Why it worked

Looking back at the six traits above, we can see that in this case:

  1. IT established systems that allowed users to get the data themselves: "self-provisioned data."
  2. Indeed the analytics were highly visual. Yes, all the statistical information is provided, but it is made accessible through graphics and interactivity.
  3. No PhD in statistics was necessary. The analysis above involves recursive partitioning with cross-validation. A mouthful to be sure, but that complexity (and statistical jargon) does not get in the way of a business analyst or engineer gaining the highest possible number and quality of exploitable insights. They can focus on their subject matter unfettered. In fact, my experience is that the tool almost becomes invisible as the focus is on the subject matter.
  4. Unlike the old days, when I started in this game, there was no need to submit a request that instructs programmers in IT to amend a report that will arrive several days later. The lapsed time between question-and-answer was gone, and so was the dependency.
  5. The old division of labor between analytics and business was gone. They must be welded together to be effective and efficient at finding exploitable business, engineering and scientific insights.
  6. Notice that the analysis is not simply descriptive, as it was in the old days. It is inferential because it leads analysts to predict future outcomes and ask further questions.

Not only were the analysts impressed with the insight, but they were also excited about how readily it was derived.

Build your own culture of analytics

What does it take to bring the new world of analytics into your organization and support a culture of analytics?

This is where IT comes in -- obviously, they have a major role to play. IT no longer needs to worry about conducting analytics. It’s best left to the analysts. Instead, IT are now enablers of analytics. They can do this by:

  1. Maintaining the hardware and software infrastructure that supports operational and analytical needs.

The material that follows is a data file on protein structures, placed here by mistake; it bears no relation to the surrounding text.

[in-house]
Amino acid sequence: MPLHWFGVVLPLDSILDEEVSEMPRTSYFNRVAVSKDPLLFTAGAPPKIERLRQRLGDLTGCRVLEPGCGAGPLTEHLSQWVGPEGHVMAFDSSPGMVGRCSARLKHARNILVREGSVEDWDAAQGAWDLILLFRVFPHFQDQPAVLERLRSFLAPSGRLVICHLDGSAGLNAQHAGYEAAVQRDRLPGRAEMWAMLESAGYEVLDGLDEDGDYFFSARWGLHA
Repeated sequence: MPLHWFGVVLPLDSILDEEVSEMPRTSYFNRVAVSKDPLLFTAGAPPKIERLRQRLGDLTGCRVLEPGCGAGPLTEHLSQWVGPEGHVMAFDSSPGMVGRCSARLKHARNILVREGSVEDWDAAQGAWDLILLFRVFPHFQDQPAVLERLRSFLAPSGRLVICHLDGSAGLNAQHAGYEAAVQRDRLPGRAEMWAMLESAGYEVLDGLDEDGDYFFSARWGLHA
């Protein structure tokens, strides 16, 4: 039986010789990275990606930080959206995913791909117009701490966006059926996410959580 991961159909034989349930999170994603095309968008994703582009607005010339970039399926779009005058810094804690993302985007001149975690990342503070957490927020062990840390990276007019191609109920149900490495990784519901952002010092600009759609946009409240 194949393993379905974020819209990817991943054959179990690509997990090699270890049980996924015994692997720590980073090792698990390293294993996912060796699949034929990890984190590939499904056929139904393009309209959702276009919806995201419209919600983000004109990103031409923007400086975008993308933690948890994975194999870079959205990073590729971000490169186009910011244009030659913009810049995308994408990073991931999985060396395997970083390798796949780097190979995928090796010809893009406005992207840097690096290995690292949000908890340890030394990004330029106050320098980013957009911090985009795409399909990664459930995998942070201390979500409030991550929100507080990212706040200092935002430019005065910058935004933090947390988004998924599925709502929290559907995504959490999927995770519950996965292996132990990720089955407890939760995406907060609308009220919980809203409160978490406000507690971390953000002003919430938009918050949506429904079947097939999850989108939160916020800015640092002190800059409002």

2. Making data available in an analytically-friendly way so that data may be self-provisioned. We do lots of work in this area to ensure that analytical data demands do not affect operations. For example, in pharmaceutical, semiconductor, solar and other industries, unimpeded real-time data must be collected for traceability. Analytical demand on IT infrastructure cannot affect operational systems.
  3. Support the likes of our company, Predictum, in developing integrated analytical applications that further facilitate analysis, store and transfer knowledge and insights and gain other efficiencies and cost savings in areas of operations, research and compliance.
  4. Secure all systems.

Securing systems is a rapidly growing and increasingly demanding responsibility for IT -- so much so that we find that IT folks are usually very happy to be relieved of the burden of conducting analytics or involving themselves with analytics that analysts can better support themselves. Their enabling role is much more consistent with their other activities and responsibilities. For example, IT supports order/shipping/billing systems, but they do not order, ship or bill themselves -- so why should they conduct business, science or engineering analytics?

With the Internet of Things, new more capable equipment and the internet’s expanding reach, we can expect an exponential increase in the amount and quality of data well into the future. It’s best to prepare for the opportunities presented by building a culture of analytics now. That involves designing the right data architecture, providing JMP and enabling business analysts, scientists and engineers to advance their subject matter expertise with analytics.

Editor's Note: A version of this blog post first appeared in the Predictum blog. Thanks to Wayne Levin for sharing it here as well.

Last Modified: May 8, 2017 3:45 PM